• Truth reaching the brains of Leftists and Statists is like drilling through solid rock with a hand drill. On the other hand, put a (D) behind your name and say something stupid on TV and their black, rotten hearts will open up to you.

      • “Truth reaching the brains of Leftists and Statists is like drilling through solid rock with a hand drill”.
        Nu-uh! Not even close. A hand drill is waaay too easy. More like a fork. Yeah, that’s the meal ticket. 2A’s get forked while lib corps are spooning.Lib corps get to smile, while we get the blisters.

    • I doubt that. I find it more likely that once their lawyers found out they Intuit had refunded customer’s monies for products/services already rendered without involving Gunsite at all……they wigged the F out since they knew they didn’t have a legal leg to stand on.

      I’m guessing whatever happened originally on intuit’s side was done at a lower-mid management level, and higher levels didn’t realize what actually had been done until it was out on the internet.

      Let’s note a few things though:

      1. Gunsite seemingly has handled this situation with as much professionalism and care as could be expected, and has shown me that they are indeed a great business. Although no numbers were given, I also want to believe that most people who were wrongly refunded monies were willing to pay their fair share back to Gunsite. Assuming that’s true, that speaks volumes for POTG vs other areas of life.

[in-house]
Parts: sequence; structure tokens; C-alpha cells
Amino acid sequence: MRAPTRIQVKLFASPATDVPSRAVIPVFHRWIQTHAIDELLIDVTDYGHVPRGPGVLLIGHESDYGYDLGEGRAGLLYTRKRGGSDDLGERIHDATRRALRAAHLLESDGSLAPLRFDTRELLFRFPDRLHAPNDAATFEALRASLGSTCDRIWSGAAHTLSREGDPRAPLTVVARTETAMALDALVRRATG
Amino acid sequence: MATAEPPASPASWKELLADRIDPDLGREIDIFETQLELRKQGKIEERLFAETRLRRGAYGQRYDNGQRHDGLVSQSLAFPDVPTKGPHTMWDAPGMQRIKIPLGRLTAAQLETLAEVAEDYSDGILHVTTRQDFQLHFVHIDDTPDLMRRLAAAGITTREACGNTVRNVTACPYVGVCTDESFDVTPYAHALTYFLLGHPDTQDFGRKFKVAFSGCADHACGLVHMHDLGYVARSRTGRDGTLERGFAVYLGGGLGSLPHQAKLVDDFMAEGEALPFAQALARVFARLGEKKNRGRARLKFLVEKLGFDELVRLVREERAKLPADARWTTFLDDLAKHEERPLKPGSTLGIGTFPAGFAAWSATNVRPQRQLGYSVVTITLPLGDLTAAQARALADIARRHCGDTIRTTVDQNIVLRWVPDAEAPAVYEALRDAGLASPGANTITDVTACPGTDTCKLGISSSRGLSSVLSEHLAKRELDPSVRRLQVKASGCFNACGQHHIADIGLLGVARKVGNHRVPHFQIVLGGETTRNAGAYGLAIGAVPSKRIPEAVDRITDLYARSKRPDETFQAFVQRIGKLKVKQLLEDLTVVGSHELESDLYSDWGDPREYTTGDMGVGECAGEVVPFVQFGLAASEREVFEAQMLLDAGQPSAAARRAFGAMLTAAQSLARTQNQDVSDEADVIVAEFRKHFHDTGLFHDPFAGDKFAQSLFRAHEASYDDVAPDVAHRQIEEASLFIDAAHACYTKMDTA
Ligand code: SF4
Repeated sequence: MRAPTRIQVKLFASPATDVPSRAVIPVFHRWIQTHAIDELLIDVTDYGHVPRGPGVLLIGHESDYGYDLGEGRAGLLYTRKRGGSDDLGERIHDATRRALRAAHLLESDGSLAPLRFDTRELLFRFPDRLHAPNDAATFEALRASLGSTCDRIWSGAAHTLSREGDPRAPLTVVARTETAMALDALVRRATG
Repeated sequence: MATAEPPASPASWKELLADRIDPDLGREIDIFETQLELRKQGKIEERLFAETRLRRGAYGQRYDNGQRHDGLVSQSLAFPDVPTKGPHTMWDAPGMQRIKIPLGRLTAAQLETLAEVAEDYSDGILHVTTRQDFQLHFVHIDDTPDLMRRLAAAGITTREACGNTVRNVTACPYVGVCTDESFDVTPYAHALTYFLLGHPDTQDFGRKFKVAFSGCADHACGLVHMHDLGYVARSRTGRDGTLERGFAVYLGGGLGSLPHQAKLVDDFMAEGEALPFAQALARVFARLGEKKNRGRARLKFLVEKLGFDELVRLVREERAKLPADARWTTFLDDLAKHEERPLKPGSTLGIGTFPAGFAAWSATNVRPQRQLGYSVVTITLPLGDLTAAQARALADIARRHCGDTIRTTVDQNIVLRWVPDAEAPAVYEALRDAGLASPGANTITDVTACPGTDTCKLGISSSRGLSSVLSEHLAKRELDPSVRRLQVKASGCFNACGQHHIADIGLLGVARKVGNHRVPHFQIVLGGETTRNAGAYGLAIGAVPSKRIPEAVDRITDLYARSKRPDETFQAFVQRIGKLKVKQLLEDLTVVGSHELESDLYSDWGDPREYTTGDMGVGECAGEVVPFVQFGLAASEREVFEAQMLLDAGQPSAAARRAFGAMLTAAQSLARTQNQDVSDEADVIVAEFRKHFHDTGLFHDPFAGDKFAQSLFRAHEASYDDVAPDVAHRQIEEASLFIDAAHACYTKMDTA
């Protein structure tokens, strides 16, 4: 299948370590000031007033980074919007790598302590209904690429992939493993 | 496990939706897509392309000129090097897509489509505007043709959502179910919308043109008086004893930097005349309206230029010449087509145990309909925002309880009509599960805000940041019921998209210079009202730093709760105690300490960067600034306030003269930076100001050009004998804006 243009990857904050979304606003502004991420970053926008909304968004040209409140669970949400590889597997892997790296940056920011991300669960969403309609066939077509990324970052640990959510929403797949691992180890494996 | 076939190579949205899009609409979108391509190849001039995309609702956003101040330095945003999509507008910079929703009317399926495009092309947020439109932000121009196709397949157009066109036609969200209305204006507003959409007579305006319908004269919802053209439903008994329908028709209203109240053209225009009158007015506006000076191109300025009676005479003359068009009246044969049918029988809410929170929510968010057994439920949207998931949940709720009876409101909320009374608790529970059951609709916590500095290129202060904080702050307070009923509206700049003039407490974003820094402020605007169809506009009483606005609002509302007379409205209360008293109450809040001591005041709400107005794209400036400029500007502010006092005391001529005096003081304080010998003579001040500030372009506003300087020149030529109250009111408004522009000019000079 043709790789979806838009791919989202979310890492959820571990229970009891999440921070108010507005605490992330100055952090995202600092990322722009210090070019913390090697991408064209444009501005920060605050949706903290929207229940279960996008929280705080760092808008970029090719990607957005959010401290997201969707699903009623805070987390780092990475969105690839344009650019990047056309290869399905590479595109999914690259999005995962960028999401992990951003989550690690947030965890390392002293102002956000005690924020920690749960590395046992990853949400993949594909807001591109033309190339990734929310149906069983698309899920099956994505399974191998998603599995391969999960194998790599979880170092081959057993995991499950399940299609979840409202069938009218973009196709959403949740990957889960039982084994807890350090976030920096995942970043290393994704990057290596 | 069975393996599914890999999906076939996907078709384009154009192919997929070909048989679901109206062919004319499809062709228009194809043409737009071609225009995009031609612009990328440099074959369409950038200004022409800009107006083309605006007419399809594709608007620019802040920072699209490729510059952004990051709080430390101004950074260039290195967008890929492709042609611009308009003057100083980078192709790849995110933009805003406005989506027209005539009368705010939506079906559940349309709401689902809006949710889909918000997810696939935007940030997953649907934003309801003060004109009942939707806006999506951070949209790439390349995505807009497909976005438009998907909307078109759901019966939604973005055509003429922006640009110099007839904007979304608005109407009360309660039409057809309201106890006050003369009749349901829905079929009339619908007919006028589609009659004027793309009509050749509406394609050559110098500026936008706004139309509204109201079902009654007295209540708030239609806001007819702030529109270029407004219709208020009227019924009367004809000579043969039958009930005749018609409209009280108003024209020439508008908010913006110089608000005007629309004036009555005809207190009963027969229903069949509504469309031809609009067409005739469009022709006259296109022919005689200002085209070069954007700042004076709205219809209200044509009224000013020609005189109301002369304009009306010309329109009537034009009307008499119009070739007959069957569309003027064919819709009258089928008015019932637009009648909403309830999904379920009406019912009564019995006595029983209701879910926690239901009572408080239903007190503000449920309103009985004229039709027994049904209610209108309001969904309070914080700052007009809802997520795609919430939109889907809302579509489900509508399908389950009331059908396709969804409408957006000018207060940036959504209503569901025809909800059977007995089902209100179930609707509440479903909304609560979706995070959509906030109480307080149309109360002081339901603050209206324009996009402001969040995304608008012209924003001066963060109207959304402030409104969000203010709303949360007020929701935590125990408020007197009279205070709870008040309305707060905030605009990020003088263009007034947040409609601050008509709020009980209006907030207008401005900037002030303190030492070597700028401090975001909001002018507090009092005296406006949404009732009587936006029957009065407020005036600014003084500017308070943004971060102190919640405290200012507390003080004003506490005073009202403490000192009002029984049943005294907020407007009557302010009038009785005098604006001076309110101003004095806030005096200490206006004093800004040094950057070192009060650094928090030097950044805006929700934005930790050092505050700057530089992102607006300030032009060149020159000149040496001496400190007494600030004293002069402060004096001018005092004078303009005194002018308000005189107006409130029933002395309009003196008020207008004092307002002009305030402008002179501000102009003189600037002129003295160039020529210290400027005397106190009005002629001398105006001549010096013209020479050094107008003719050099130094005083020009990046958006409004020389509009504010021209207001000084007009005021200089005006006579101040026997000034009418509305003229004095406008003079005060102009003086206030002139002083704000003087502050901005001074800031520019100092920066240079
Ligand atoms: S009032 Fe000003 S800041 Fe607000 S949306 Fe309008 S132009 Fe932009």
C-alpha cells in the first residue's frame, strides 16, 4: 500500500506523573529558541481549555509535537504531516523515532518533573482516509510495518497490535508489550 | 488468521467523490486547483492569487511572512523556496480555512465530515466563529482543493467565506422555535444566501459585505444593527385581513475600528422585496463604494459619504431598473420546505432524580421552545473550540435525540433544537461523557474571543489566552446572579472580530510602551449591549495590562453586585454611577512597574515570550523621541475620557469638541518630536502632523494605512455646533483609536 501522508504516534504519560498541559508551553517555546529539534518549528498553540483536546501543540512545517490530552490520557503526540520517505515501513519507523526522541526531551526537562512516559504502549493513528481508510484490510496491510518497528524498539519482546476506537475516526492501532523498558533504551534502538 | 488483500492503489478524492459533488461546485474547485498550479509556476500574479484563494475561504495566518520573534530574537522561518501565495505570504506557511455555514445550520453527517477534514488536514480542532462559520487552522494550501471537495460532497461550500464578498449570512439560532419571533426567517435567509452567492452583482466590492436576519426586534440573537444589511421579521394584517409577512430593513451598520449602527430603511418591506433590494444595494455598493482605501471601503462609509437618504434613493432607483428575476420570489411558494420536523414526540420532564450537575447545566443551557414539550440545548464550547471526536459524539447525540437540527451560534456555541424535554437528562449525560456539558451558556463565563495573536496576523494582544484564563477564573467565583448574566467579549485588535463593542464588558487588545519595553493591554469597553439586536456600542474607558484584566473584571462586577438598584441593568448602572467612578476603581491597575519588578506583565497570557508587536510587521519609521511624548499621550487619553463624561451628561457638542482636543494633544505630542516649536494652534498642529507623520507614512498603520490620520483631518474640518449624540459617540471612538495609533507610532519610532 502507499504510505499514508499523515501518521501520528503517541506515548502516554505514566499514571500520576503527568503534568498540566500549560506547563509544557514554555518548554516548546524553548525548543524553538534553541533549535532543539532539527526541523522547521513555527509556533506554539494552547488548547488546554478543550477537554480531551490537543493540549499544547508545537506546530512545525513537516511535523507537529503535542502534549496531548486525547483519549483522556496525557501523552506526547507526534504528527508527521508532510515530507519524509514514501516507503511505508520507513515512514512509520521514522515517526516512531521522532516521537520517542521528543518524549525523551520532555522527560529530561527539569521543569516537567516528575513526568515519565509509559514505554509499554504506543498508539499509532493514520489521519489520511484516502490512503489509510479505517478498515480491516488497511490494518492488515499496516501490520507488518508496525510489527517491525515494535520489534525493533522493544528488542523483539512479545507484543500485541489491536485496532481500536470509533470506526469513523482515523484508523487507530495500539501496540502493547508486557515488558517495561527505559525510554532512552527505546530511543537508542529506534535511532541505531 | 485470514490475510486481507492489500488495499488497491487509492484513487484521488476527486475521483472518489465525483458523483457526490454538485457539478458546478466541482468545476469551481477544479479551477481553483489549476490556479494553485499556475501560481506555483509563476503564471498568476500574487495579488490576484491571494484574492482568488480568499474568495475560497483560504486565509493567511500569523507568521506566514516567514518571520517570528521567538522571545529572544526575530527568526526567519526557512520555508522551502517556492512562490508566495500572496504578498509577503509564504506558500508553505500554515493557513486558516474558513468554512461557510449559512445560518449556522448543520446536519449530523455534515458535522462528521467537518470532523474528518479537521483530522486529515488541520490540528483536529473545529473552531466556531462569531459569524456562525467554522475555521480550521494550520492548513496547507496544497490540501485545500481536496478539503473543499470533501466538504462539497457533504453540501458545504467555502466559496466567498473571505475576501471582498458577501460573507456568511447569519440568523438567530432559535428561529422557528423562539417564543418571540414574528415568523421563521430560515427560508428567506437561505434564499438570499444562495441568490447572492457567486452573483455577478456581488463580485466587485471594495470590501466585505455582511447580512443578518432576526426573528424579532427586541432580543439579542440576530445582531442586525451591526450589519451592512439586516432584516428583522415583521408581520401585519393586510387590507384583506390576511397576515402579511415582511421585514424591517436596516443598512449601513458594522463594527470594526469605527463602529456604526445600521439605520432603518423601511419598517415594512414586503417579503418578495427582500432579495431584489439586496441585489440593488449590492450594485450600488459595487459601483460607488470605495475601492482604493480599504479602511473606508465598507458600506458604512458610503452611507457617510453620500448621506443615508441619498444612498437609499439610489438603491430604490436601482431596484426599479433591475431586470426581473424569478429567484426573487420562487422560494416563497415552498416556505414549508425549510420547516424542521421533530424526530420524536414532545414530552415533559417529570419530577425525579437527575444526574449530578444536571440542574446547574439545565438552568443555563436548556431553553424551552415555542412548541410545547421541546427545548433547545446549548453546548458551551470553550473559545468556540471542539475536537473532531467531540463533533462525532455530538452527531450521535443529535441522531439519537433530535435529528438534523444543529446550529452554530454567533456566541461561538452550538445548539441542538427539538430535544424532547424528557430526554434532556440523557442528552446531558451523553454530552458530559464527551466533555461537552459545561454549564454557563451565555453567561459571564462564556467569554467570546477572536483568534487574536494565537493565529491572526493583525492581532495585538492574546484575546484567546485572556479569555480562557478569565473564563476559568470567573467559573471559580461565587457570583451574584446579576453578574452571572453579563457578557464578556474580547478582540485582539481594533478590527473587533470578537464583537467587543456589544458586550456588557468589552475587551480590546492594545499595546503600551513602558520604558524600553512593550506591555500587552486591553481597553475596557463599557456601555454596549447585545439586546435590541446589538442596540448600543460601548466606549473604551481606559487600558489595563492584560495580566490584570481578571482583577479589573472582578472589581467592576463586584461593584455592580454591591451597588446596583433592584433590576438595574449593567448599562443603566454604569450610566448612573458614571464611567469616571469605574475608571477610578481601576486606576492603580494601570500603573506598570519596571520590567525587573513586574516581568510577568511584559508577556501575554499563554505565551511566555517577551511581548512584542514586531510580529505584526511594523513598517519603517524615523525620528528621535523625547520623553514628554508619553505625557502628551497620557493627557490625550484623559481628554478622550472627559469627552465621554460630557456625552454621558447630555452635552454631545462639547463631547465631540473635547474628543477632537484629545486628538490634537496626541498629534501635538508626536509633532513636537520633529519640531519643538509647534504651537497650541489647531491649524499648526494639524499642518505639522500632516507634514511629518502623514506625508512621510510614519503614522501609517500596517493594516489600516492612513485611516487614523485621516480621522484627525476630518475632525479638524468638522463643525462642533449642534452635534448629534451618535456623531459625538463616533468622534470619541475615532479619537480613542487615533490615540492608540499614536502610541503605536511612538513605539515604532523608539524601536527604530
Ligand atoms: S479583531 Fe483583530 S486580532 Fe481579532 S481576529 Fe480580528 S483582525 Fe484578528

2. This has been a huge advertising blitz for Gunsite as well, and if this causes them to have any extra business going forward, they deserve it.

      3. This will have a net negative for Intuit. Lost sales/customers, legal fees, compensation to gunsite, etc. Good.

  3. Intuit can go to hell. They tried to ruin a business because they think all gun owners are criminals. They’re uniformed, biased jerks.

  4. Hm, I’d like to know whether Gunsite will continue doing
    business with Intuit or if they’ve found other arrangements.

  5. Ken Campbell is a rock star. Keep up the good work.

    … from one of your former students from Boone County.

  6. Gunsight is being way too gracious. I note that in their statement, there’s nothing about Intuit reinstating their account and continue processing transactions, and the compensation offered is the LEAST they can do after holding, then reversing transactions that were already in process.

    I don’t see this as a victory, and this changes nothing with respect to Intuit’s anti-Second Amendment and anti-gun business stance.

    Screw Intuit with a ten foot stick.

    • Companies having confidence in the financial transactions of their business is no small matter. Intuit just reversing transactions like that should be scary to any business that uses their transaction services. How many other businesses might suddenly discover that their sales were reversed and they’re suddenly in financial trouble? All of this based on the direction that the political winds are blowing? Given how many little things liberal snowflakes get upset about these days, that’s a slippery slope to head down. For a less established company this could be devastating.